And D. was also drunk on this new passion. He loved to take naps with our son perched on his chest like a cat. D. chased him all around the house and screamed Gotcha, and when our son said "Do it again, Daddy," he said "I'm going to get you, I'm going to get you," and he did it again and again and again. We tied towels around our neck and pretended we were Batman and jumped from one bed to another while this child wailed with laughter. We listened to music from The Lion King and Beauty and the Beast in our car until I found myself humming the tunes at work. We drifted in the land of this little boy. We read him stories, took him for walks, took him to the beach—we spent dinners staring at this child.
And in many ways our relationship deepened, now that we had this child to protect. We had plans now, and they were plans for all three of us. We upped our workloads to save for a down payment on an apartment. The day we signed the papers for our first mortgage I called D., hysterical, fearful of the debt we had incurred. But we managed. When my first book of poems was sold and D. set up his own law offices, we toasted with Champagne and takeout. We were doing the big things now, the real things, living the future we had dreamed. We were parents now, with someone else equally or more important to take care of than ourselves.
And then one day this little boy was 6 years old. He was walking, he was running and climbing and jumping and talking so much we couldn't shut him up. He still came into our bed at night and wedged his body between the two of us, stretched out his arms and asserted his kingdom. He had demands. Read to me, he ordered. I want juice. I don't want that, and crash, his plate of macaroni and cheese and carrot sticks went down to the floor. Let's go to the park, the beach, Rugrats in Paris, I want this, Mommy, can I have that? How come the sky is blue, Mommy? Mom, come—when I was in the middle of cooking dinner, or stealing away for 15 minutes on a weekend to find the thread in a paragraph of the novel I was working on. At home, after a day at the office, there was no room for thoughts in my head, let alone any reason to feel sexy, to feel like a woman men desired. I was filling bathtubs, rubbing in shampoo, putting calamine lotion on bug bites, making dinner, trying to think up answers to my kid's questions. I fell asleep sometimes at nine o'clock squished into my son's twin bed, still in my T-shirt and stretch pants. Now that the boy, the lovely intruder in our marriage, was off to school, choosing his playdates, reading to himself, now that there was this little window in my life—was it any wonder, really, that it wasn't my husband's attention that I craved. The man I married got up in the morning as tired as I. He went into the bathroom, brushed his teeth, shaved, put on his suit and tie, and walked out the door. When he came home at night, usually after our son was in bed, I was too tired to ask him about his day and he was too wrapped up in anxieties about the office to ask me about mine. I was curled into the couch with a manuscript or asleep. He stayed in the living room watching the Knicks or talking to one of his clients on the phone. Sometimes we made love, but it was short and uninspired, more the kind of lovemaking where you're checking in to make sure someone is at home. I still desired my husband—sometimes watching him read my son a story or pitch a baseball to him in the backyard, my stomach did somersaults—but a little faucet had turned off inside my body. I didn't want to be touched.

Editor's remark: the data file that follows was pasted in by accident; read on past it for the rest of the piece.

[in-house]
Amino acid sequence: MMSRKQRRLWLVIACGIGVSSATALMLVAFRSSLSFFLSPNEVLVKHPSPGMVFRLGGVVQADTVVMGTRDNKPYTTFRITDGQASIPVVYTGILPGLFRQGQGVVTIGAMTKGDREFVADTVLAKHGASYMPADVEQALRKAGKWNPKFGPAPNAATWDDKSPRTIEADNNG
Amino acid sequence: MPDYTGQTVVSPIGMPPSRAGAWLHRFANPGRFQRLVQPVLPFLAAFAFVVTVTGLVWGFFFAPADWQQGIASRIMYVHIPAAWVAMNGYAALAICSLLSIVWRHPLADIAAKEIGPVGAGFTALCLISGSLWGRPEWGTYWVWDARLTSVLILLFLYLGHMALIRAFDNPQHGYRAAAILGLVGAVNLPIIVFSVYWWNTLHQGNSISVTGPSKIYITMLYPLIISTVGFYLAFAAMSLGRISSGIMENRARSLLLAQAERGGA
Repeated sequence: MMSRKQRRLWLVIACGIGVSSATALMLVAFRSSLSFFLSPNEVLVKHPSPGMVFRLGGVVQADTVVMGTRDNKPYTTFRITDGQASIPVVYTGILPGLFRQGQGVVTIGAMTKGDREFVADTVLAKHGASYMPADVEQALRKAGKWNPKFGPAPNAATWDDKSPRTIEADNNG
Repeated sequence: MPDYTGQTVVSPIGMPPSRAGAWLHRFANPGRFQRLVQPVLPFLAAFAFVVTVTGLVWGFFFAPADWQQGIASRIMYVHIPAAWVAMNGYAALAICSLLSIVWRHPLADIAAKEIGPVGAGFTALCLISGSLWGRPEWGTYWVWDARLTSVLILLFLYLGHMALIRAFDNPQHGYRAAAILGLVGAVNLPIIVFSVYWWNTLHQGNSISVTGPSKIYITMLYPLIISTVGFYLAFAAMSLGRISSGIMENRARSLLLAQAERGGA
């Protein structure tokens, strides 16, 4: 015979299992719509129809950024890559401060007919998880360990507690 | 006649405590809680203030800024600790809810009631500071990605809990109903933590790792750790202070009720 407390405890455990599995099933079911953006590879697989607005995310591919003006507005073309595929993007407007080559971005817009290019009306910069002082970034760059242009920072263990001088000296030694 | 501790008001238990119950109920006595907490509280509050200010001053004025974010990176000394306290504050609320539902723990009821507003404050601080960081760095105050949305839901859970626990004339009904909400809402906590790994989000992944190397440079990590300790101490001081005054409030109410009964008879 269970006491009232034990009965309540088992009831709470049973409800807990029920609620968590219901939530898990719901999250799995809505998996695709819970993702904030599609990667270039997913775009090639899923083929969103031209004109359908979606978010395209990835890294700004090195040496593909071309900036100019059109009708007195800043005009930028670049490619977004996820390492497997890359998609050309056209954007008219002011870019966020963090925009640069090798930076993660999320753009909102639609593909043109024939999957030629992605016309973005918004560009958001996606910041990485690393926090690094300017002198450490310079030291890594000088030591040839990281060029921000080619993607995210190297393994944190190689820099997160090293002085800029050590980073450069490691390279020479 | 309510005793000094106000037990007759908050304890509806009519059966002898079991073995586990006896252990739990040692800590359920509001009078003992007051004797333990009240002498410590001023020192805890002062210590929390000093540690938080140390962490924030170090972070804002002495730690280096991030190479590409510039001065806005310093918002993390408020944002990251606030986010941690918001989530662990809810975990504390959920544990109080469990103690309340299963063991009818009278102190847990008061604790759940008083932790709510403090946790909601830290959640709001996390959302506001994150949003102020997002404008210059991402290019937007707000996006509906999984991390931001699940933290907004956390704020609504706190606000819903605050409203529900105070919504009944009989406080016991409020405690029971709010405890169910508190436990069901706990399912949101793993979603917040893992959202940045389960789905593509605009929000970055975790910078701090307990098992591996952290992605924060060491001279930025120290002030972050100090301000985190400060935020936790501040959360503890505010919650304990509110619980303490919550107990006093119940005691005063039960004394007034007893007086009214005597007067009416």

Talking with other women at the same stage in their lives as I was, I realized that the lack of sexual desire I was experiencing was more common than I had known. Many of us were walking in the dark. It wasn't until later that I began to see I had entered a phase in my marriage that was about reinforcing a commitment to what we had built, and I understood, for the first time really, what it meant to be in it for the long haul. But back then, when I was deep into feeling the loss of my sex-charged youthfulness, I wanted the man I knew everything about, the man I had deluged with questions until he told me about every girl he had kissed, every fight he had with his mother, I wanted him to be transformed into someone new again, someone with whom I could start from scratch, someone who would pore over me as if I were some kind of intricate puzzle rather than the bitch I had become, the woman who nearly had a breakdown when she discovered at midnight there was no milk in the refrigerator, who complained that we worked too hard and still didn't have enough money, who freaked out if toys were scattered all over the floor, who was lonely putting her son to bed every night and had no qualms about making that loneliness known. I wanted to transcend what had become the routine of my life.
Next: "In my mind I mapped out an intricate affair"
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